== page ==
has created stir/commotion/sensation


It is his discovery that has created a stir/commotion/sensation in scientific circles.

I suspect all of the underlined words fit in the above sample. If not, could you explain in a few words the reason? Thanks.
  • cycloneviv

    Senior Member
    English - Australia
    "Caused a sensation" is perfectly correct and understandable to me.

    Here's an example from the UK Guardian:

    The new technology caused a sensation when it was first made public this week at the Plastics Electronics trade fair in Frankfurt.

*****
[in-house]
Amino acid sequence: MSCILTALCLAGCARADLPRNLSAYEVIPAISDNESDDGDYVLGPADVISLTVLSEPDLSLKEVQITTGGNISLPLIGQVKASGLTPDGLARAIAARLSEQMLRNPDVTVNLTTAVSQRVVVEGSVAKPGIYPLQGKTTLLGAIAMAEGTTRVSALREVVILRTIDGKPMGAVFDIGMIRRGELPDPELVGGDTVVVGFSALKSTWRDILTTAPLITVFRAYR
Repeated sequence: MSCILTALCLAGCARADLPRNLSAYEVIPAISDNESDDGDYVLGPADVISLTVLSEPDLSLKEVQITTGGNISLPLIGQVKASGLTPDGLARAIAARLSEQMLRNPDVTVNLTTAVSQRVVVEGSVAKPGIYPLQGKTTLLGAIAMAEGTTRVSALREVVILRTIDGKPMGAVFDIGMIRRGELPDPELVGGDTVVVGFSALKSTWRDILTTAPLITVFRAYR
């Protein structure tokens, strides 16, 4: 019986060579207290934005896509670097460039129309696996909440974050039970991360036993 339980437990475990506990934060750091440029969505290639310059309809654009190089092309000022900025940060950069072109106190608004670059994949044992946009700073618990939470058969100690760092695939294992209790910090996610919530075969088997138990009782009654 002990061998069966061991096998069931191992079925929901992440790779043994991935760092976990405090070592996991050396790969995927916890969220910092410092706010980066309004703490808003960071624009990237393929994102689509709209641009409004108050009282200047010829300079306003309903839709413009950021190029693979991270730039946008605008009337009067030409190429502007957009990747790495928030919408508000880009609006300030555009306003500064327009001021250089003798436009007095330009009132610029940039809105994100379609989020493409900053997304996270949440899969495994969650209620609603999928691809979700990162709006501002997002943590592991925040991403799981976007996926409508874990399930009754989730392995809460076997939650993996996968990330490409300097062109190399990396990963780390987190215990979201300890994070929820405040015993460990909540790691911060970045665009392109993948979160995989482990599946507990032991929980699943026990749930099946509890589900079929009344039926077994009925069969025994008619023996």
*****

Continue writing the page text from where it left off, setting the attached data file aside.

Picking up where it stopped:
That said, "created a sensation" sounds fine as well. This is from the UK Department for Culture, Media & Sport:

    This created a sensation in America and Britain.
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